Living democracy and voting in local elections

By: Andrew DeCilles

With November approaching, the bombardment of political billboards and yard signs is upon us. Election Day is imminent. While the polls will most likely not be as heavily attended as in the 2012 presidential election, this is still a time to step back and consider our involvement in the democratic process.

Unless you are an elected official, a staff member of an elected official or an employee of a government office or agency, your only opportunity to have a say in our government is by voting. Especially as college students, the newest members of the voting pool, it is crucial for us to make a critical examination of why we vote the way that we do, and the importance of our doing so.

There is no one more empowered than a well-educated and conscientious political citizen. Having a comprehensive and in-depth understanding of the issues at hand and then using those critically formed stances to choose a candidate for whom we will vote is not only our right, but it is actually our responsibility as citizens of our country, state, county and city.

A democracy is, by definition, a government that is representative of its citizens. The tragedy in our country is this: a government can only be a fair representation of its people if they actively participate in the government, and the government will only function well if those people who are in fact participating are able to make decisions about for whom they are voting.

In 2012, roughly 60 percent of our nation voted in the election that would decide who would be our president. Voting that day would decide who would become the most powerful man in our government, and arguably the world, and only six out of 10 of us made the effort to cast our ballot. While it may be plausible to say that some people didn’t vote because they were busy that day or had other such complications, absentee ballots exist for a reason, and this is not an adequate excuse.

In the end, the lack of participation in our democratic system may boil down to a disturbing level of apathy. Whether you like it or not, the government pervades our everyday lives, and voting is the only way in which you can influence the way and the degree to which it does. If you weren’t planning on voting this year, I implore you to do so.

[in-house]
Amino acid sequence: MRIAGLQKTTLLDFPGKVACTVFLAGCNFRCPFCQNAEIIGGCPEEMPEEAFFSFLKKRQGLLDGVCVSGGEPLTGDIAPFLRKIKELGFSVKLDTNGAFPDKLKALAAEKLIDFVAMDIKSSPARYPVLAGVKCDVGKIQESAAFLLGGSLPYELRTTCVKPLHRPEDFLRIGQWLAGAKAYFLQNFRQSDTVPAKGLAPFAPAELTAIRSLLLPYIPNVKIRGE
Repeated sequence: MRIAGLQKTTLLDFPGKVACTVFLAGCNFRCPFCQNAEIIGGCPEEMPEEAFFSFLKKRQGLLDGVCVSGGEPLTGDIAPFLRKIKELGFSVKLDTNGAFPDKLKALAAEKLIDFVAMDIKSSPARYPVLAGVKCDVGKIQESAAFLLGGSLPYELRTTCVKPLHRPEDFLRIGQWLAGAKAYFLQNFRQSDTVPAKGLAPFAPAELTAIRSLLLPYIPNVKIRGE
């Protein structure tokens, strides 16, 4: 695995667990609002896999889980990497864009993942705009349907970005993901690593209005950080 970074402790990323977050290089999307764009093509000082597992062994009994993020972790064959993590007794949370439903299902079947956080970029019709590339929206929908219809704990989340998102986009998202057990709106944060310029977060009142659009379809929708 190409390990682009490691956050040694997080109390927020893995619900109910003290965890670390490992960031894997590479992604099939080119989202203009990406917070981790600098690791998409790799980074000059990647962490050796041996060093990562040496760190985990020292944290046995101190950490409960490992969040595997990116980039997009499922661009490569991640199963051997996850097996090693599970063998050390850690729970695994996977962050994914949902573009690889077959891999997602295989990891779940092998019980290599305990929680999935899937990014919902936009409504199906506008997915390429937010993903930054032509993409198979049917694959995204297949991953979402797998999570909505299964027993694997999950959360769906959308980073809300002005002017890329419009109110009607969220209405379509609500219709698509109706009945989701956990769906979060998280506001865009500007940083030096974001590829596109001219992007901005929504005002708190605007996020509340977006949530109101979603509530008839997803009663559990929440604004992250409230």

The second tragedy of American politics is the lack of conscientious, critical voters. Last year, while canvassing for a county level election, before I could get five words out of my mouth people asked, “Is he a Democrat or a Republican?,” which would result in either the door being slammed in my face, or a “You’ve got my vote,” and the door being closed with only a slightly lessened degree of vehemence.

In all of the weeks that I campaigned last year, the hundreds of doors on which I knocked, and the hundreds (if not thousands) of phone calls that I made, I would be exaggerating if I said that I had a valuable and in-depth conversation about our candidate’s issues with more than 20 people.

In short, it seems to me that a startling number of people are demonstrating fierce loyalty to their political parties, and not considering the candidates based upon their individual merits and platforms.

This is especially ludicrous to me because people most often align themselves with political parties due to their stances on the “big” issues, i.e. gun control, abortion, same-sex marriage, welfare programs, etc., as they should for elections that would affect those social issues.

But let me ask you this: what does your County Recorder’s view on abortion have to do with his ability to run an effective office? If you were to vote all the way down the ticket, you would have just made a completely blind decision about this office, based upon political issues that have nothing to do with that race.

Also, ask yourself this: if you are aligning yourself staunchly with a political party, why do you identify with those issues? Did your parents raise you to think that way? Is it the popular opinion of your friends, or the “vibe” you get from our campus? Do you really understand the ways in which the Affordable Healthcare Act will affect our economy and our healthcare system?

I encourage you to take a step back this fall and analyze why you are voting the way that you are, and make sure it is a well-informed, conscientious, critical and calculated reflection of your own beliefs. If you have done this, then you are participating in democracy in its truest and most effective form, and I applaud you.

Andrew DeCilles is a junior from Batesville, Ind. He is a philosophy major in the Philosophy, Politics and the Public program with a minor in political thought.